Author: Dr. Jim Chastain | PE, BCEE, MPH
Chemical Contaminants in the Ecosystem
Have you seen the warnings on PFAS in drinking water? If you haven’t yet, you probably will in the future. PFAS (polyfluoroalkyl/perfluoroalkyl substances) encompass a class of chemicals (around 4700 actually) that are broadly used in such things as commercial products, food storage and firefighting foams. The chemicals have been used for decades and are extremely durable with many features that make them attractive for a wide range of products. Consequently, they are widely distributed in society creating exposures from many different sources. This was a primary reason that concerns were raised. Teflon and Scotchgard are well known examples.
Unfortunately, many of these same properties create concerns from both a public health and environmental health perspective. While production of many (but not all) of these chemicals has been curtailed in the last 10 years, the potential health impacts of the residuals remain. The fact that it is not unusual to be found in human blood serum samples and drinking water supplies raised concerns. Various monitoring reports, toxicological studies and risk assessments suggest that the broad exposure to PFAS should be controlled, especially in drinking water. To that end the EPA has set a non-enforceable target limit of 70 ng/L. For reference, one nanogram per liter (ng/L) is equivalent to 1 part per trillion. That’s not very much…roughly one grain of sugar in an Olympic sized swimming pool. You might ask, ‘how can chemicals measured in ‘parts per trillion’ be that much of a problem’?
The answer lies in how a chemical moves through the environment and/or your body. A key question involves considering whether the chemical bioaccumulates in the ecosystem. In other words, does the chemical remain in the environment and move through the food chain, or does it naturally degrade and decompose? Also, are the residual products harmful or benign? While short term exposure may not be a problem, the long-term buildup in the environment (or your body) can increase concentrations over time to the point that they are an issue.
Environmental & Health Impacts
We might find that interesting, but what does that have to do with harm to our personal health or damage to the environment? By looking at chemicals this way we can begin to understand why certain chemicals in the environment, even in seemingly small amounts, can actually result in harming us.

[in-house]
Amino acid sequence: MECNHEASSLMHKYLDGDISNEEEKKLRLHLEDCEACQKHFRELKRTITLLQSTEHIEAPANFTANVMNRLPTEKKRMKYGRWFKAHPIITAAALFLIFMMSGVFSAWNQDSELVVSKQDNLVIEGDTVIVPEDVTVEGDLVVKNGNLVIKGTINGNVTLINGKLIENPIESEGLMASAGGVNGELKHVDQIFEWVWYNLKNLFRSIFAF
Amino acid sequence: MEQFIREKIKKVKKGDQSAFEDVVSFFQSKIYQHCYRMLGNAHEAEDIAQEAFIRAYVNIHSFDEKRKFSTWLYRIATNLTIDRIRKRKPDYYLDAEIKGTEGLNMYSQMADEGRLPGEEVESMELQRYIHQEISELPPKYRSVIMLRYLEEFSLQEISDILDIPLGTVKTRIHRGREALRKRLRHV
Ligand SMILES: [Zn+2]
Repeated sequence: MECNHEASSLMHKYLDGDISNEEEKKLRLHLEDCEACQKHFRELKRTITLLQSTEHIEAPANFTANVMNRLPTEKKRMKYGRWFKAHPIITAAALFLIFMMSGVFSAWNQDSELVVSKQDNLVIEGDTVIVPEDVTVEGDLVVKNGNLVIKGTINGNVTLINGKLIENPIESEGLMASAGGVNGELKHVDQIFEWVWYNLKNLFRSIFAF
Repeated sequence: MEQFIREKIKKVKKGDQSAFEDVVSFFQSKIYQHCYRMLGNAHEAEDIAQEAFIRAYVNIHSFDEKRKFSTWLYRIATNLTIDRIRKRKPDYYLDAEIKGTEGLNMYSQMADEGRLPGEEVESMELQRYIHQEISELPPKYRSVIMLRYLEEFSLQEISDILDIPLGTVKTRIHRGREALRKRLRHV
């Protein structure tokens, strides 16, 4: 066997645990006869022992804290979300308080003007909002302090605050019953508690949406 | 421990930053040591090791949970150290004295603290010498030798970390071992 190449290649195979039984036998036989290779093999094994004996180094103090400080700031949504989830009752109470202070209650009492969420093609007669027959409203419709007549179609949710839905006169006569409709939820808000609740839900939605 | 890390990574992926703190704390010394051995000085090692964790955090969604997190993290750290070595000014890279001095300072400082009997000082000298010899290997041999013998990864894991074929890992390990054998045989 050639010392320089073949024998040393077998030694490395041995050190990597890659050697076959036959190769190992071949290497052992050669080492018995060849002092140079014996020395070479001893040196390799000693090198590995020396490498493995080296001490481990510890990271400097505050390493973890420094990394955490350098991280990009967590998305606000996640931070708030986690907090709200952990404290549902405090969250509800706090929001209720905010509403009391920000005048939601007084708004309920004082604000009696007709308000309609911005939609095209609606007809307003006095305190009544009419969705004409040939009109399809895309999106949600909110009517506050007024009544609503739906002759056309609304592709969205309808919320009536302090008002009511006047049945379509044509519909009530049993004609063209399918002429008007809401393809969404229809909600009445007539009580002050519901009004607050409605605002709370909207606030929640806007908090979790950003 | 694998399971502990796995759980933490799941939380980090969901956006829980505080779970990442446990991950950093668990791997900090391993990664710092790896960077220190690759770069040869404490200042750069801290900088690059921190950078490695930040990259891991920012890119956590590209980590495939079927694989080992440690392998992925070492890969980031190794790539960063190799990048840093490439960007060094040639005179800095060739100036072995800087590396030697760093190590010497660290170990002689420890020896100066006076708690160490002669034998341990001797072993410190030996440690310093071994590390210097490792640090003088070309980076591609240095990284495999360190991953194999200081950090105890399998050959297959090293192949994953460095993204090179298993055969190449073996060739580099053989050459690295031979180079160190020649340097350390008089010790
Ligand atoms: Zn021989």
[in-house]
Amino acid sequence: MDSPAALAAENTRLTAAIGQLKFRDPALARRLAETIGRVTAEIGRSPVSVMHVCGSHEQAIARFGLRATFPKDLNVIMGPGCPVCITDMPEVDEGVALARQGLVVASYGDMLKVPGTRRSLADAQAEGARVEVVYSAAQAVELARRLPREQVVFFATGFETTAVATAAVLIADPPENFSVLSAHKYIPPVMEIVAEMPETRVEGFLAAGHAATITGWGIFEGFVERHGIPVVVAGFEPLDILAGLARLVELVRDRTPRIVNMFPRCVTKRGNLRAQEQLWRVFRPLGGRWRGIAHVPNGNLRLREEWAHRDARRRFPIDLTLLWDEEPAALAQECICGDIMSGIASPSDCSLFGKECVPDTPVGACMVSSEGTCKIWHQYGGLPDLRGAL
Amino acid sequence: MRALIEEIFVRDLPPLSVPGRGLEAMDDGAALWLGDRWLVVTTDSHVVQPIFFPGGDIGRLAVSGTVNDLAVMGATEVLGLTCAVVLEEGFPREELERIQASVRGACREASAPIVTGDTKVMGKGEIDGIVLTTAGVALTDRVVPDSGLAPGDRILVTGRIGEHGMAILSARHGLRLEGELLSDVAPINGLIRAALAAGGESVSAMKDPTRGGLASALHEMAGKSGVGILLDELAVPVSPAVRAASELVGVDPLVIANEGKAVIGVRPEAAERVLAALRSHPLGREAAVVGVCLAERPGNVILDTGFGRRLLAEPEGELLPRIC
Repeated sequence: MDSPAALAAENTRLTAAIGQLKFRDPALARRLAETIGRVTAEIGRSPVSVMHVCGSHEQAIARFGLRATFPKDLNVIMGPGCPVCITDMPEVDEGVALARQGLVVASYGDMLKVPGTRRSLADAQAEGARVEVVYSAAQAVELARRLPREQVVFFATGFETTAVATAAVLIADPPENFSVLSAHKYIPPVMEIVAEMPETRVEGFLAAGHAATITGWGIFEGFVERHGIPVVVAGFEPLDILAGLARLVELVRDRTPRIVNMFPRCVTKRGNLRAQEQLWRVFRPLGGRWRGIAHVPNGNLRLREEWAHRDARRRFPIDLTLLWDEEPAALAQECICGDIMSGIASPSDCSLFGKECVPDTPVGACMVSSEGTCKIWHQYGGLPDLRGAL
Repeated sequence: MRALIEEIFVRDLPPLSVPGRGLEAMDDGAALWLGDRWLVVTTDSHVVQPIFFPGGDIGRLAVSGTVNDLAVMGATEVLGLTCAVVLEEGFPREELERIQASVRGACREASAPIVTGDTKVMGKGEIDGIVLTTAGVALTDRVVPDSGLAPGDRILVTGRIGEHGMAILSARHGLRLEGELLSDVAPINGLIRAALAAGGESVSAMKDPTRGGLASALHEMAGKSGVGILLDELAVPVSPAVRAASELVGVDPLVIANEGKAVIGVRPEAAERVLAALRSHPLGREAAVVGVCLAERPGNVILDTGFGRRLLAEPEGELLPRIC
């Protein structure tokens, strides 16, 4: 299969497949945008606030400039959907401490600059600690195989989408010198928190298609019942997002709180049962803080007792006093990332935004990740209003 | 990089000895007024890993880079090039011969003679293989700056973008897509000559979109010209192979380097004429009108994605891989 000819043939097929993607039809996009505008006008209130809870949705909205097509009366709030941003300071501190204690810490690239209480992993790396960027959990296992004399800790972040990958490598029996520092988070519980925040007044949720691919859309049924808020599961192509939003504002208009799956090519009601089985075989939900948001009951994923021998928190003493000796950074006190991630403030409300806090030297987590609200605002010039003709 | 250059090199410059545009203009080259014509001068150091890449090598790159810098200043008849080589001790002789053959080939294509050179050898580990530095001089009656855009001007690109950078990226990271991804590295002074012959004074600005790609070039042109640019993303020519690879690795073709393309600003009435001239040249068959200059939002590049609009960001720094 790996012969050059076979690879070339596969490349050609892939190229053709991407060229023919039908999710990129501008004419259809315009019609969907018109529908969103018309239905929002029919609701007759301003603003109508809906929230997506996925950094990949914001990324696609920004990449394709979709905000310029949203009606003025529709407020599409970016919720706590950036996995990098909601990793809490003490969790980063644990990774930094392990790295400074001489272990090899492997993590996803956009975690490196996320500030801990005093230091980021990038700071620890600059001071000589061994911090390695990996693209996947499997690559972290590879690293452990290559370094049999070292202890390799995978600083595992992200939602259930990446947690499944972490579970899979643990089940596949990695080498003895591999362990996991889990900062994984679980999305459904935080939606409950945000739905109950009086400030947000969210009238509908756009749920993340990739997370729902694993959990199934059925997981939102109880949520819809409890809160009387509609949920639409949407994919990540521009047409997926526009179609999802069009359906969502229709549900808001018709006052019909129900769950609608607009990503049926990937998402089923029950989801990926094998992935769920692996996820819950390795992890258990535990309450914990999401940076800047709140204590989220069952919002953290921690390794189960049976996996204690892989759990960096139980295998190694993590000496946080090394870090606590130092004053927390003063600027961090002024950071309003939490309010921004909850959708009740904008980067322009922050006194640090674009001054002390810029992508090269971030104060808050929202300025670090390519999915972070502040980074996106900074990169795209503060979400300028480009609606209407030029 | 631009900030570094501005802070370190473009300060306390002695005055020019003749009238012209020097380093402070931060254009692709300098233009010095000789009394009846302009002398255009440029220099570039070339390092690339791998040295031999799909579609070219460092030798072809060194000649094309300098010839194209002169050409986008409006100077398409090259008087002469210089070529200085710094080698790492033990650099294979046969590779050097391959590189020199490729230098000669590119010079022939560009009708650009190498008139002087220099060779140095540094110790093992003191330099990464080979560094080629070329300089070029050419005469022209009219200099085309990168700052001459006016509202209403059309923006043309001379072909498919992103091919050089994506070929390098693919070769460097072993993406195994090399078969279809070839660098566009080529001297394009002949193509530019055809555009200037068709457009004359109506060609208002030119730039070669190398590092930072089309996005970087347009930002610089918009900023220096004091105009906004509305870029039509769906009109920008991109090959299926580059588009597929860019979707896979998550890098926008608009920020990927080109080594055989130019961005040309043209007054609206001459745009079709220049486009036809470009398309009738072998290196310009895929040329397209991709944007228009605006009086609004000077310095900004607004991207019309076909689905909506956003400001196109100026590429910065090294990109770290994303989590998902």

Biologists and toxicologists have identified at least four factors which help provide clues as to what contaminants have the most potential for causing harm, especially through our food. Generally, it must have the following characteristics:
- Soluble in fats
- Biologically active
If the chemical contaminant is short-lived, it will degrade before it can become dangerous because it won’t be able to interact with a large portion of the population. If it’s not mobile, unless there is just a massive amount of the material in the environment, it will be too dispersed for a population of organisms to efficiently consume it. If the contaminant is water soluble it will tend to be routinely excreted by the organism waste functions and not able to accumulate or concentrate. However, if the chemical is soluble in fat, it can be stored for long periods of time in the fatty tissue of the organism. As a side not this is one reason that environmental toxicants can show up in female milk and thus affect the very young who often are more susceptible to damage by toxins. Finally, a contaminant must be biologically active (can cause changes) for it to be significant from a health perspective. With that background, we’re able to search for where chemicals go (i.e. the fate of chemicals) and how they can enter the food chain to get a sense of the problem.
As organisms which are lower in the food chain metabolize the chemical, it is absorbed in the fat tissue and begins to concentrate. Thus, it is said that the body burden of the chemical increases. If they continue their intake of the chemical it will begin to bioconcentrate because the body can’t eject it efficiently from the fatty tissue. Now the concentration of the chemical may not harm the organism at all because it is stable in the fatty tissue and doesn’t interfere with the normal body functions, but it exists as a body burden.
At this point a very significant thing happens. As one moves up the trophic levels (food chain) the new organism will be consuming organisms (food) that has the chemical bioconcentrated in the fatty tissue. This means that in addition to any intake that may occur directly from the environment, the new organism receives a more concentrated dose from the lower trophic level. One rule of thumb is that the concentration increases in the fat 10-fold for each rise in trophic level of the food chain.
There is much that is not understood in these extremely complex interactions. However, the basic concepts have been recognized and on-going research may help untangle the fate of each chemical in its path through the environment. In the interim regulatory agencies must attempt to develop regulations that balance the beneficial use of chemicals with their adverse and potentially long-term reactions. This is a difficult task in the face of the myriad of unknown factors in each case. In the face of this uncertainty the so called “precautionary principle” is invoked and a conservative ruling is passed based of expert assessments. Currently this is where PFAS regulation development is positioned.
Stayed tuned for further communications on the status of PFAS impacts and regulation as it evolves.